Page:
CBD doesn’t seem to affect sleep measures in adults and children or worsen daytime sleepiness. However, CBD improves specific QoL measures, which could indicate a possible use of CBD for other childhood disabilities. No impact of CBD was seen on parental stress, which could possibly be due to the limited follow-up or could mean that parental stress is not dependent on seizure frequency.”
“Cannabidiol (CBD) is a safe and effective antiseizure medication (ASM).”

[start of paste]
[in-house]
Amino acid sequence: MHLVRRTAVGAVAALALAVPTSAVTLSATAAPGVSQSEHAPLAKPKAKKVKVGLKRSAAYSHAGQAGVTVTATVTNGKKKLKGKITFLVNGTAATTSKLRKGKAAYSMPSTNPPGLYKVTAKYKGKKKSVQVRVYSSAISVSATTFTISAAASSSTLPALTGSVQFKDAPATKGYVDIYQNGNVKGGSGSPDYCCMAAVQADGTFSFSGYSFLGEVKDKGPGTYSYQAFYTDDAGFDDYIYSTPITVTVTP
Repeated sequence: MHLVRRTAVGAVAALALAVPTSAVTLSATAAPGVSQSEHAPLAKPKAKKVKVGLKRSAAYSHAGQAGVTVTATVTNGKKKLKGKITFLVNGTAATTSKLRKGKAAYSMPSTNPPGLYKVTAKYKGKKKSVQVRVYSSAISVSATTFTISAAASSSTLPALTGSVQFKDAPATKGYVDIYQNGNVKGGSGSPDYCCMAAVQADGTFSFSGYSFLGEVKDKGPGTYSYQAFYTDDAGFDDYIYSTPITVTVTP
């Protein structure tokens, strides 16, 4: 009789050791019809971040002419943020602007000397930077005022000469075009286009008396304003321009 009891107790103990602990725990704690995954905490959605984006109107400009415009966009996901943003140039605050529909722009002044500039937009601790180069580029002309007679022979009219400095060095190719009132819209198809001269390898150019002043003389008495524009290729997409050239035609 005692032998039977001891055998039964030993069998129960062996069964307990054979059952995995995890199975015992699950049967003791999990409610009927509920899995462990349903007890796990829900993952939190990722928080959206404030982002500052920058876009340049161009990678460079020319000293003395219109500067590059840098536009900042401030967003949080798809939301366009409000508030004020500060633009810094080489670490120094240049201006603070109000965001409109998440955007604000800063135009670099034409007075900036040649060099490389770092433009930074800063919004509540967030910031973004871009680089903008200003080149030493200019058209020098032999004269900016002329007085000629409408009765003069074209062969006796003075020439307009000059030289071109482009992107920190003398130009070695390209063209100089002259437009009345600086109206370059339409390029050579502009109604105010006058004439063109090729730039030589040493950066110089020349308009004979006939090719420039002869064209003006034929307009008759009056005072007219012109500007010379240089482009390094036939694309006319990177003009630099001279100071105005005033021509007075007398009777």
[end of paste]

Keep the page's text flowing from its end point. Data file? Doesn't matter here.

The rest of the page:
“Cannabidiol (CBD) has been recently approved as an antiseizure agent in Dravet Syndrome (DS), a pediatric epileptic encephalopathy, but CBD could also be active against associated comorbidities. Such associated comorbidities were also attenuated by the sesquiterpene β-caryophyllene (BCP). Here, we have compared the efficacy of both compounds and further initiated the analysis of a possible additive effect between both compounds in relation with these comorbidities using two experimental approaches. The first experiment was aimed at comparing the benefits of CBD and BCP, including their combination in conditional knock-in Scn1a-A1783V mice, an experimental model of DS, treated since the postnatal day 10th to 24th. As expected, DS mice showed impairment in limb clasping, delay in the appearance of hindlimb grasp reflex and additional behavioural disturbances (e.g., hyperactivity, cognitive deterioration, social interaction deficits). This behavioural impairment was associated with marked astroglial and microglial reactivities in the prefrontal cortex and the hippocampal dentate gyrus. BCP and CBD administered alone were both able to partially attenuate the behavioural disturbances and the glial reactivities, with apparently greater efficacy against glial reactivities obtained with BCP, whereas superior effects in a few specific parameters were obtained when both compounds were combined. In the second experiment, we investigated this additive effect in cultured BV2 cells treated with BCP and/or CBD and stimulated with LPS. As expected, addition of LPS induced a marked increase in several inflammation-related markers (e.g., TLR4, COX-2, iNOS, catalase, TNF-α, IL-1β), as well as elevated Iba-1 immunostaining. Treatment with BCP or CBD attenuated these elevations, but, again and in general, superior results were obtained when both cannabinoids were combined. In conclusion, our results support the interest to continue investigating the combination of BCP and CBD to improve the therapeutic management of DS in relation with their disease-modifying properties.”